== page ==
The Centers for Medicare & Medicaid Services (CMS) developed its Medicaid and Children's Health Insurance Program (CHIP) Scorecard to increase public transparency about the programs’ administration and outcomes. The Scorecard includes measures voluntarily reported by states, as well as federally reported measures in three pillars (State Health System Performance, State Administrative Accountability, and Federal Administrative Accountability). States and CMS can use the Scorecard to drive improvements in areas such as state and federal alignment, beneficiary health outcomes, and program administration.
The Scorecard also includes National Context data that explain how Medicaid and CHIP programs can vary across states. A summary of the Scorecard can be found in the Scorecard Fact Sheet (PDF, 120.38 KB) .
Like Medicaid and CHIP beneficiaries, information in the Scorecard spans all life stages. CMS released the first Scorecard in June 2018. This version of the Scorecard includes additional health and program indicators and provides more information on how the Medicaid and CHIP programs operate.
The Scorecard will continue to evolve and will be flexible—CMS may add new areas of emphasis important to the Medicaid and CHIP programs or replace measures as more outcome-focused ones become available.
CMS works with a subset of state Medicaid agencies and other stakeholders to select measures for the Scorecard. Many measures in the Scorecard come from public reports. For example, most measures in the State Health System Performance pillar come from the Child and Adult Core Sets. This approach allows CMS to align the Scorecard with existing reporting efforts.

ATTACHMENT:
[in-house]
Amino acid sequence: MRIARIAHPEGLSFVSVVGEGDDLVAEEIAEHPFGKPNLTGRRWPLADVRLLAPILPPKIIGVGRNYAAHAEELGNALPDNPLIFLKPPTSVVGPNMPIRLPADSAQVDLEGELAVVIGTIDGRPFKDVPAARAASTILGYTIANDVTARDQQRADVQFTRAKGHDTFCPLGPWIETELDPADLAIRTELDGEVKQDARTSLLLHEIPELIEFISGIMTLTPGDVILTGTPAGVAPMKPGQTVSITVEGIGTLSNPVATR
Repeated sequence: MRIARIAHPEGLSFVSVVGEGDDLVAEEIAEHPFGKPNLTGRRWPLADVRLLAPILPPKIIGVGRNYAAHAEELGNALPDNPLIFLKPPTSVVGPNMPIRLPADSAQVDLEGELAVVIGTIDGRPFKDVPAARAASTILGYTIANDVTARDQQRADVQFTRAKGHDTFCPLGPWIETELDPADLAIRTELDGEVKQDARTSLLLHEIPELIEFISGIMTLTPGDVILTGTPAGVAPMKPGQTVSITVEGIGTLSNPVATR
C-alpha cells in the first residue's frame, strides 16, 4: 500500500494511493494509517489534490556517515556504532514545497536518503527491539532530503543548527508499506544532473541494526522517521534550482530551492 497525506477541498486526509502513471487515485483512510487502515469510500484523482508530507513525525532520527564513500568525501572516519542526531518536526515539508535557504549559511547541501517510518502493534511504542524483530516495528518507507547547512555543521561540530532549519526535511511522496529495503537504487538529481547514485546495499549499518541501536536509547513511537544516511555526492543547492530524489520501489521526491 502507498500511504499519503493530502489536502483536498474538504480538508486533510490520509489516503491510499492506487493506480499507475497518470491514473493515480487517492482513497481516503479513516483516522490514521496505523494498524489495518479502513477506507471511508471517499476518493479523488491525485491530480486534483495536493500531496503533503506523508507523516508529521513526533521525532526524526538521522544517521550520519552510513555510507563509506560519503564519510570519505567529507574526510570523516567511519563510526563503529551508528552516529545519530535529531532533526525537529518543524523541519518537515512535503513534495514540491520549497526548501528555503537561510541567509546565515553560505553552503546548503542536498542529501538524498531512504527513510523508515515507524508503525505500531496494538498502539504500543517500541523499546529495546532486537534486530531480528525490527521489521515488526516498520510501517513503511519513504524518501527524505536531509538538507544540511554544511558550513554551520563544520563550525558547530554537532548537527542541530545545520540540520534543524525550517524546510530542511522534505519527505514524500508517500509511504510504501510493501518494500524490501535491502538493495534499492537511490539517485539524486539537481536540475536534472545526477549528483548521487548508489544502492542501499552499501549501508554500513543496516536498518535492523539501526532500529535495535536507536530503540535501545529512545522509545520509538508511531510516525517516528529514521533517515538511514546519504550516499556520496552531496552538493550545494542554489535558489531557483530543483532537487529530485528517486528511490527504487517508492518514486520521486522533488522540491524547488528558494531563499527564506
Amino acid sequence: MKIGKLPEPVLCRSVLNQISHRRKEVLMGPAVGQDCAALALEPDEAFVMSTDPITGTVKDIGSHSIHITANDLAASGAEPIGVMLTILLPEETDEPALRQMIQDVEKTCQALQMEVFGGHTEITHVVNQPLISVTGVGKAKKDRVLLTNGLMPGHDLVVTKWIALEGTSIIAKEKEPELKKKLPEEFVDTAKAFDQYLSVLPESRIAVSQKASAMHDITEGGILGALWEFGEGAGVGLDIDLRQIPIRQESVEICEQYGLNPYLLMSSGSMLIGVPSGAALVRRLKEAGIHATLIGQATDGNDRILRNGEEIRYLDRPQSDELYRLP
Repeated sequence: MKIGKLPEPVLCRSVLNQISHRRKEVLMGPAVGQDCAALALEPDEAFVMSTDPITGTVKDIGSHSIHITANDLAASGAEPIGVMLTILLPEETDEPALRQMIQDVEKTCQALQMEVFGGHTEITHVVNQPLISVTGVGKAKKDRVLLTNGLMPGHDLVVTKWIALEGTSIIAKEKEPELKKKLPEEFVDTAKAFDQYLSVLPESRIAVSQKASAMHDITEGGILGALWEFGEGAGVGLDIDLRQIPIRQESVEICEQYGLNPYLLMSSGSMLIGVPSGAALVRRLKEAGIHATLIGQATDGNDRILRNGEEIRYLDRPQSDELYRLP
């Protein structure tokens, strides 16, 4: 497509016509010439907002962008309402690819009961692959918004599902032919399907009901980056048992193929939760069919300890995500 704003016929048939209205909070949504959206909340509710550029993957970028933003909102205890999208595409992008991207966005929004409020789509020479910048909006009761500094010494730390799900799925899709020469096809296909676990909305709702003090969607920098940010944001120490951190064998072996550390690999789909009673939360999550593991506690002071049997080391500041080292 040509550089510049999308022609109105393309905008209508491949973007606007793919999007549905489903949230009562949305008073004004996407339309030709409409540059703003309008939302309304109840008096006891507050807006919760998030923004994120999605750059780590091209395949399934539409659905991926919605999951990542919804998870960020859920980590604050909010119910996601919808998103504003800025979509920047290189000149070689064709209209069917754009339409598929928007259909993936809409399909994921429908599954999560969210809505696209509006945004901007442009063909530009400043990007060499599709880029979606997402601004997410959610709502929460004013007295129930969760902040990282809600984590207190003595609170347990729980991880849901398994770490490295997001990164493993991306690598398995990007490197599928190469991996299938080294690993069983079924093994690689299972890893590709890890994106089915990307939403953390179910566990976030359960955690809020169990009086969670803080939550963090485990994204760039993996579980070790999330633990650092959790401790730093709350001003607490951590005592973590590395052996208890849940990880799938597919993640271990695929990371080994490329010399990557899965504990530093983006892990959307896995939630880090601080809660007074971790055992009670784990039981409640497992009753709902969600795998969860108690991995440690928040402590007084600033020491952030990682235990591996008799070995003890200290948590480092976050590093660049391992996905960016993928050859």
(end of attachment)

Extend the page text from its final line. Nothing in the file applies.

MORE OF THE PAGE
Including measures from the Core Sets in the Scorecard builds on states’ investments in collecting and reporting these voluntary measure sets. While there are many reasons some states do not collect or report all Core Set measures, CMS hopes the Scorecard will draw attention to the importance of reporting on these measures. Core Set reporting methods also can vary among states. For example, some states report data on certain populations such as those covered under managed care, but not those covered under fee-for-service. This variation in data can affect measure performance and comparisons between states. Readers should review the detailed measure notes to better understand states’ reported rates.
The Scorecard also sheds light on important questions about the scope of Medicaid and CHIP. The National Context page presents data to answer the questions:
- Who enrolls in Medicaid and CHIP?
- How do states deliver care in Medicaid?
- What data are CMS and states developing to support program improvement?
- What are annual expenditures for Medicaid and CHIP?
States establish and administer their own Medicaid and CHIP programs. As a result, the populations and benefits covered by Medicaid and CHIP vary across states. For example, in all states Medicaid provides health care coverage for some low-income people, families and children, pregnant women, the elderly, and people with disabilities. In some states Medicaid also covers all low-income adults below a certain income level. This group is sometimes called “expansion adults.” In CHIP, states can choose to set income levels higher than the federal minimum threshold and to cover pregnant women. Federal law also requires states to provide certain mandatory benefits and allows states to cover other optional benefits in Medicaid and CHIP. States deliver Medicaid and CHIP benefits by directly paying providers – called “fee-for-service” payments – or through contracted arrangements with managed care organizations that oversee benefit delivery.
This version of the Medicaid and CHIP Scorecard was released in November 2019. To view the version of the Medicaid and CHIP Scorecard that was published in July 2019, please visit the archived Scorecard page.